Forget Almost Everything You've Ever Learned About Investing...
Most investors--despite the fact their hard-earned savings are on the line--fall victim to human nature and bet their financial futures on hot tips, headlines, and Wall Street spin. "Outsmarting the Smart Money "instead provides investors with authoritative insights and hands-on lessons for moving beyond emotions and unreliable guesswork to build a portfolio based on market-proven strategies, simple-to-understand analytical techniques, and a history of long-term performance.
Praise for "Outsmarting the Smart Money..."
"Individuals too often focus exclusively on the mechanics of investing without considering the mistakes that occur from emotional, but predictable, missteps. Larry Cunningham has done a great service by explaining the psychology of investing in clear and easy to understand principles."--Robert G. Hagstrom, CFA, Senior Vice President, Legg Mason Funds Management; Author, "The Warren Buffett Way"
"This book is a fascinating account of market psychology, of how professionals lose their shirts because of it, and of how a small investor can profit from it. A fun, useful and readable book."--Andrei Shleifer, Professor of Economics, Harvard University; Author, "Inefficient Markets"
""Outsmarting the Smart Money" reveals the many foibles of today's markets, and provides sound strategies the typical investor should pursue to achieve security and profits."--James D. Cox, Brainerd Currie Professor of Law, Duke University
"An exploration of the ways our psyches play financial tricks on us, "Outsmarting the Smart Money" will return its cost many times over."--Gary Belsky, Author, "Why Smart People Make BigMoney Mistakes--And How to Correct Them"
"Lucid guidance for investors dealing with the post-bubble investment world, while also preparing them for the next period of irrational exuberance."--Steve Galbraith, U.S. Equity Strategist, Morgan Stanley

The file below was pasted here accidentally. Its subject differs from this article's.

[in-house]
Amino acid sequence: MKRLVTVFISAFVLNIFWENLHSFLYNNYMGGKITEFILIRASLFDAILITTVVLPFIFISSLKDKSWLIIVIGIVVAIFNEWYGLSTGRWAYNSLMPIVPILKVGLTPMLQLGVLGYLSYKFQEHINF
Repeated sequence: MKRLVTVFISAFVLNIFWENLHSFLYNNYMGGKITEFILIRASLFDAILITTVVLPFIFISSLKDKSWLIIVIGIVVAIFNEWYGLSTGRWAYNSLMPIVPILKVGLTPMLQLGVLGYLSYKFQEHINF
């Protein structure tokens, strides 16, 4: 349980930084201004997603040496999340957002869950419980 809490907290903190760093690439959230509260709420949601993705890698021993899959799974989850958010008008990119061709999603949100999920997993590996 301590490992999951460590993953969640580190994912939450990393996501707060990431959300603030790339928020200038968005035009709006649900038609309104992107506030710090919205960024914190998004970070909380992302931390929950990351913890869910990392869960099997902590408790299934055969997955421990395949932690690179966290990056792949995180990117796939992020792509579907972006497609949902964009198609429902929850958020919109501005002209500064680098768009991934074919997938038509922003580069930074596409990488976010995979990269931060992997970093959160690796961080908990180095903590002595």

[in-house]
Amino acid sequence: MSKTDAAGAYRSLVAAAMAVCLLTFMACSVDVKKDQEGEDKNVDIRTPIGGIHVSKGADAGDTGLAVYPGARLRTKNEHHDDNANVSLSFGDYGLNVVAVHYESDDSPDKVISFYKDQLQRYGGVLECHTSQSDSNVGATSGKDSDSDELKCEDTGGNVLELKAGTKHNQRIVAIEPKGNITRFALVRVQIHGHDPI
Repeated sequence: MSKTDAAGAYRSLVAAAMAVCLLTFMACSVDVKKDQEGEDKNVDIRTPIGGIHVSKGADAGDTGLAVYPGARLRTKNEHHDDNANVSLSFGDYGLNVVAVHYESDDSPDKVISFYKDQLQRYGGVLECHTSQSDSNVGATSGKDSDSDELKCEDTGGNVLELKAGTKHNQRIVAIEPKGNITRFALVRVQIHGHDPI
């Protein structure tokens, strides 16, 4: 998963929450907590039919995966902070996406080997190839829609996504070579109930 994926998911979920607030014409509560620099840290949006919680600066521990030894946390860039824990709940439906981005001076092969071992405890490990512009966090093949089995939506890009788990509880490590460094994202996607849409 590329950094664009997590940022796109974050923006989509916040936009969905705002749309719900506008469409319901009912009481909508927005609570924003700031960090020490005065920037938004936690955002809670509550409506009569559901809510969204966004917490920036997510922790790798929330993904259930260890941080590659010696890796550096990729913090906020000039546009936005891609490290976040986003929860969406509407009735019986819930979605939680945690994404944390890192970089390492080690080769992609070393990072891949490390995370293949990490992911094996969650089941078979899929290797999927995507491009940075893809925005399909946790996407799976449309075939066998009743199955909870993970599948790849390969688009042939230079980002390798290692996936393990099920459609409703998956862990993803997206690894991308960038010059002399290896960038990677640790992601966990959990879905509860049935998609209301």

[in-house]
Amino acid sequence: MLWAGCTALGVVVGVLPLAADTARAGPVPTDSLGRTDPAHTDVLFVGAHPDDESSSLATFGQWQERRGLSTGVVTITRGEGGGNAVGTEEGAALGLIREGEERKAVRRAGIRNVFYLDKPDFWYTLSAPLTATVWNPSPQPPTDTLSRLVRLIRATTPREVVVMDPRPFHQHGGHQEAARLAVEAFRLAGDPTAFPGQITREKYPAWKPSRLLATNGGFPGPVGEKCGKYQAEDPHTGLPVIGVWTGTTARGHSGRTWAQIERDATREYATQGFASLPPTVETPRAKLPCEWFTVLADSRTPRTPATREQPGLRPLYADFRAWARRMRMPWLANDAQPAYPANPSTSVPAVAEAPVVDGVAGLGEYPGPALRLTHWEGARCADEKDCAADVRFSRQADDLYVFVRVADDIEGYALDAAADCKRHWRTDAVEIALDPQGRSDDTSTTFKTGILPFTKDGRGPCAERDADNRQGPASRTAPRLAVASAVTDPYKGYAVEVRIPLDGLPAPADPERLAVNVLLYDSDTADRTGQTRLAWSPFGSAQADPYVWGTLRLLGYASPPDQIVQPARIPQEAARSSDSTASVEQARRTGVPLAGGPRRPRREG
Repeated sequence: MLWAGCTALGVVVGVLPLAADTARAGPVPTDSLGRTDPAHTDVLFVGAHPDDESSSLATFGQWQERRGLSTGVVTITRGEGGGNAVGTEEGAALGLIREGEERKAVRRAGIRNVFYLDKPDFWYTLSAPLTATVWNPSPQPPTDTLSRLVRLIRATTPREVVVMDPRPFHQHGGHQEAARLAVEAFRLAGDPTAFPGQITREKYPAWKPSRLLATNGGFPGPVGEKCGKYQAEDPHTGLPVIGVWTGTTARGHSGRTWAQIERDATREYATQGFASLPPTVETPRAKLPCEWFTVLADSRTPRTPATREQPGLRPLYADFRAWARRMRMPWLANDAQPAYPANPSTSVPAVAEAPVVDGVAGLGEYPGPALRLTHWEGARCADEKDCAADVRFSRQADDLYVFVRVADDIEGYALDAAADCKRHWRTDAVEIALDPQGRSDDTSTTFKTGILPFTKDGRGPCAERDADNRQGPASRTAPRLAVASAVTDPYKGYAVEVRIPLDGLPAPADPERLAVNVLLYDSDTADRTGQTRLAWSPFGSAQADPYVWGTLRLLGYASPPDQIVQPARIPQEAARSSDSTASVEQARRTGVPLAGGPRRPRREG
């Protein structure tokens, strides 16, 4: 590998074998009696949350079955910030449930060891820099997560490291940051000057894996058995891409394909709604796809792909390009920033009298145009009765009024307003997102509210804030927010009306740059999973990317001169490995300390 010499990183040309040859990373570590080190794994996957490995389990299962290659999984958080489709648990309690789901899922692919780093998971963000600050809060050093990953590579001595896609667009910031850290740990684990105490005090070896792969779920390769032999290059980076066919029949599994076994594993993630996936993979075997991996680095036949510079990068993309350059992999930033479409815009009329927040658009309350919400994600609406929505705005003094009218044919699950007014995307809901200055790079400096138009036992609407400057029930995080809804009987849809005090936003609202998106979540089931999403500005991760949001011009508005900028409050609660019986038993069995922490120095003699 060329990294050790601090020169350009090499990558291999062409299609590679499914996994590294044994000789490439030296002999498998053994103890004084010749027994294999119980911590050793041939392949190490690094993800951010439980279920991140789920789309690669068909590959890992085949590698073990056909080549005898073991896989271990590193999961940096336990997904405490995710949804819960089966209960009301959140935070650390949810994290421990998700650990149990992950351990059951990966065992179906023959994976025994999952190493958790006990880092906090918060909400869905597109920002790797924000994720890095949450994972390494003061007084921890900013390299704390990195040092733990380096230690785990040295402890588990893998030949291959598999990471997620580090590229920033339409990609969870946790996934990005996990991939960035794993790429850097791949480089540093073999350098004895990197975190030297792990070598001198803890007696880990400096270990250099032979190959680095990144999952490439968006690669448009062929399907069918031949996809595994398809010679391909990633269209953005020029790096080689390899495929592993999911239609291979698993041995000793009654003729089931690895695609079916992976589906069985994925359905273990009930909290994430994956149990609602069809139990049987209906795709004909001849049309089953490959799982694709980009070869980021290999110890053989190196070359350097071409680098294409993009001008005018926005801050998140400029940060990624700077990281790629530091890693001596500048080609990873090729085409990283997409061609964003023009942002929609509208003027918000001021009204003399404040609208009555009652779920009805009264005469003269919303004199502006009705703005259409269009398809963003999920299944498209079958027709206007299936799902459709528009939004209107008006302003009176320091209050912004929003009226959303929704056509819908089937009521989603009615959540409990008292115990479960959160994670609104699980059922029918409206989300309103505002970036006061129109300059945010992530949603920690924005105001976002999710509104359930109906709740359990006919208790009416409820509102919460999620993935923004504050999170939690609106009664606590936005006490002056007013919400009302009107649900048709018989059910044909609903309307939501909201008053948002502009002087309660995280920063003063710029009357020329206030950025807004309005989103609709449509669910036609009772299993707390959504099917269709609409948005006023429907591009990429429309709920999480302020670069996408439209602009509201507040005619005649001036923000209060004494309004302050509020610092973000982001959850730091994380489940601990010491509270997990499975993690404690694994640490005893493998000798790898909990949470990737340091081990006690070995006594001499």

"We have met the enemy, and he is us."--Walt Kelly's "Pogo"
Like it or not, most investors are their own worst enemies. They buy only when glowing reports and rumors have bid stocks to outlandish, unsupported price levels; sell only when bad news has left stock prices at or near their bottoms; and ignore reams of independent research and data to bet thousands of dollars on a coworker's hot stock tip.
Is it any wonder that stock investing, which should represent one of the easiest and most straightforward paths to long-term wealth, has instead become a hotbed of wasted hours, lost opportunities, and outright misery?
Lawrence Cunningham's "Outsmarting the Smart Money "outlines where most investors go wrong and explains how to approach the markets with self-knowledge, intelligence and, most of all, calm. It examines the cognitive biases that afflict most investors, discusses how professional money managers are trained to take advantage of these biases (and the pricing inefficiencies that regularly result), and reveals how investors can help themselves by steering clear of the "smart money" to adopt a long-term, value-oriented investment philosophy.
"Outsmarting the Smart Money "offers you dozens of easy-to-follow tips and techniques for investing both sensibly and successfully, including: How the market "really "works, and why the safest ways to use it to your advantage are actually also the easiest The folly of investing in initialpublic offerings--and how and when IPOs actually "can" present valuable opportunities Accounting games and gimmicks that managers use to hide information and mislead investors The differences between price and value--and how to ignore the former to focus on the latter Techniques for understanding--and overcoming--personal investment biases and shortcomings
Thousands of books promise to tell you how to beat the markets by grabbing the low-hanging fruit of fast turnaround profits. But only "Outsmarting the Smart Money "tells you the truth--that long-term investment success requires time, self-knowledge, and discipline. Follow its simple step-by-step program to become a more intelligent investor, and construct a sensible long-term portfolio that is solidly constructed, easy to manage, and virtually certain--given time--to grow into a sizable fortune.